Three-time Grand Slam champion Stanislas Wawrinka still has the hunger to be consistently competitive against top players and wants to make a final push for success before the end of his career, his coach Daniel Vallverdu has told Reuters.
Wawrinka's last ATP title came in 2017 before the former world number three underwent knee surgery. The injury continued to trouble him through 2018 during which his ranking fell to 263.
The 35-year-old Swiss has since been on a rise, making two finals in 2019, and continued the good work at the start of 2020 by reaching the Australian Open quarter-finals.
The shutdown due to COVID-19 pandemic and the uncertainty in the calendar proved "challenging" but Wawrinka managed to make a strong end to the year by reaching the quarter-finals in St Petersburg and the ATP Masters in Paris.
"Once the tour had a little bit more of a structure and we knew that tournaments were going to happen he found his motivation again and we were able to practise with a goal and with objectives in front of us," Vallverdu said in an interview.
"The last few events of the year were very encouraging. He's now ready to go through this training block in December, and hopefully have a full season next year."
Vallverdu said Wawrinka has been clear in his message to his team about his goals for 2021.
"The hunger is definitely there and he wants to make a last push now at the end of his career," Vallverdu said by phone from Monaco. "The goals are not just to win tournaments, but to feel like he's competitive at a high level.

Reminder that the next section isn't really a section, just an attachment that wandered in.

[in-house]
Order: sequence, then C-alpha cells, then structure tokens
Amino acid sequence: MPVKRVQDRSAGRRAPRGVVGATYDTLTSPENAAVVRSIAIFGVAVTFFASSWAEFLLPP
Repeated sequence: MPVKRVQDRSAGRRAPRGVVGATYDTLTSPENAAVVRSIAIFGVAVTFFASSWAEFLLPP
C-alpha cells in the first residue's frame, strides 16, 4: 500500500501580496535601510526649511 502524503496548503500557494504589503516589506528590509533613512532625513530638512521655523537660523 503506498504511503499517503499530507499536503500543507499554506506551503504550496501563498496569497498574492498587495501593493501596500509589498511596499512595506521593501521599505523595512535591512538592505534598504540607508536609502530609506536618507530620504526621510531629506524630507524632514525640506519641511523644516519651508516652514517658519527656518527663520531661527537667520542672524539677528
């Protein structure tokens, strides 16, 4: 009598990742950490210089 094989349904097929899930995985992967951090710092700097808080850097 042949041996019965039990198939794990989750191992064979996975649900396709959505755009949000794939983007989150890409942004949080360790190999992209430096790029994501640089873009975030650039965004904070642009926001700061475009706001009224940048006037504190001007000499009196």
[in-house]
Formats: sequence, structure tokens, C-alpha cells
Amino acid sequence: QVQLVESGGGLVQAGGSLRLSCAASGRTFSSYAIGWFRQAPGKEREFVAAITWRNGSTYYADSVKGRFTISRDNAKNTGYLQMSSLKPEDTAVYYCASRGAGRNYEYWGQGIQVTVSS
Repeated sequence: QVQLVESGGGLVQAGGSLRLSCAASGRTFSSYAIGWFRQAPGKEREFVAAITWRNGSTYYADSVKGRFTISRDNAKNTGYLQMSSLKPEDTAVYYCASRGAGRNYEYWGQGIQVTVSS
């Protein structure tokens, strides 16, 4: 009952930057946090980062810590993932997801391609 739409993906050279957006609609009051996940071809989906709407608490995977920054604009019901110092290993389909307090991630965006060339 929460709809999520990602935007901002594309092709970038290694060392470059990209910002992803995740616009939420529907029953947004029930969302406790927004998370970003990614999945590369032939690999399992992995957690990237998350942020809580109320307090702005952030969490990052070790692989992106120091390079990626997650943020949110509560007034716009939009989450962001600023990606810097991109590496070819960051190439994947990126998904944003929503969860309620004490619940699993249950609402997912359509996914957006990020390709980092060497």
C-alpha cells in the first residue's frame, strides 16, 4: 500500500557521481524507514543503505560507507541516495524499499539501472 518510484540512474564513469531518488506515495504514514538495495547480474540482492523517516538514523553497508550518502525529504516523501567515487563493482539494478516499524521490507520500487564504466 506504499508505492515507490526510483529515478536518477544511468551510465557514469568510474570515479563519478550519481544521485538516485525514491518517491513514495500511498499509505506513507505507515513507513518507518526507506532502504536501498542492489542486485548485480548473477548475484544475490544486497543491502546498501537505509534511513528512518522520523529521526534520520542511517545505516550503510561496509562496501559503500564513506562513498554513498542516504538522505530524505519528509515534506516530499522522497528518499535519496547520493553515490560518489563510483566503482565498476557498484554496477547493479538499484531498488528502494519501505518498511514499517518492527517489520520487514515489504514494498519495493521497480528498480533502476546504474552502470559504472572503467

"It would be unrealistic to say that the goals are to win a Grand Slam. Whether it can happen or not? Of course it can.
"But with his potential and experience he feels if he is competitive against the guys that are at the top, he's always going to have a chance to achieve big results."
Vallverdu, 34, started working with the Swiss in the middle of last year and said Wawrinka was aware he would need to put in more work than usual in the face of stiff competition in the men's game.
Outside the usual challenge from the Big Three of Rafa Nadal, Roger Federer and Novak Djokovic, Vallverdu feels a host of younger players have come of age in the last two years.
Dominic Thiem's U.S. Open triumph in 2020 was the first Grand Slam triumph outside the triumvirate since Wawrinka won in New York in 2016.
Vallverdu, who has coached some of the biggest names on the ATP Tour including Andy Murray and Juan Martin del Potro, said the future of men's tennis is in good hands.
"It's nice to see that there is not only one or two guys that maybe will take over tennis in a few years but there is more than a handful or even more than 10 guys that have the possibility and level to become champions," he said.
"Few of them play very differently to one another and there is good variety coming in the next few years."